Friday, 27 March 2020
Speaker: Paul Marland
Lecture title: The last Tsar of Russia
At about 1 a.m. on July 17, 1918, in a fortified mansion in the town of Ekaterinburg, in the Ural Mountains, the Romanovs—ex-tsar Nicholas II, ex-tsarina Alexandra, their five children, and their four remaining servants —were awoken by their Bolshevik captors and told they must dress and gather their belongings for a swift nocturnal departure. They gathered in the cellar, and waited patiently, until, suddenly, 11 or 12 heavily armed men filed ominously into the room.
What happened next—the slaughter of the family and servants—was one of the seminal events of the 20th century. How had such a family come to such a fate? Were their deaths in some way deserved, or were they murdered by History?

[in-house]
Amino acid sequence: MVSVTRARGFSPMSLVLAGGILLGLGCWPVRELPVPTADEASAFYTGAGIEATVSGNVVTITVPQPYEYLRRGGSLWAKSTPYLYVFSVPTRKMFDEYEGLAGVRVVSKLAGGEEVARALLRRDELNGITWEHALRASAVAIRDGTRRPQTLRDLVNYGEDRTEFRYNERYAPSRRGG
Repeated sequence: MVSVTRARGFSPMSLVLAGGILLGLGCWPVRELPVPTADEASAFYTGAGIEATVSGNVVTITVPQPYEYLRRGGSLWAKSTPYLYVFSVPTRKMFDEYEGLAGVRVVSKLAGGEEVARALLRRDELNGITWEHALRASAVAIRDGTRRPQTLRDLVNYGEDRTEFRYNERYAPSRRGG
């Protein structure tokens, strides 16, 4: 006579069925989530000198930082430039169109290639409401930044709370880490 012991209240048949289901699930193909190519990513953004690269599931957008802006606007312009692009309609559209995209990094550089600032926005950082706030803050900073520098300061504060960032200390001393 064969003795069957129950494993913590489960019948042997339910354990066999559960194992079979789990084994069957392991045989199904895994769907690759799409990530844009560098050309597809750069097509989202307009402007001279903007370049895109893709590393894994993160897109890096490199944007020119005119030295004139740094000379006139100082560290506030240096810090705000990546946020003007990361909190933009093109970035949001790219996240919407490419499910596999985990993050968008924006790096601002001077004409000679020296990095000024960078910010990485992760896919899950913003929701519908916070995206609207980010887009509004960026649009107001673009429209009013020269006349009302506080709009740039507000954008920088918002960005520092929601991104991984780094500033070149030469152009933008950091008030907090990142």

Bio: Paul Marland
After graduating from Carleton, Paul Marland entered High School Teaching, temporarily he thought. He remained for 36 years, seduced by the many minds of the people whom he met.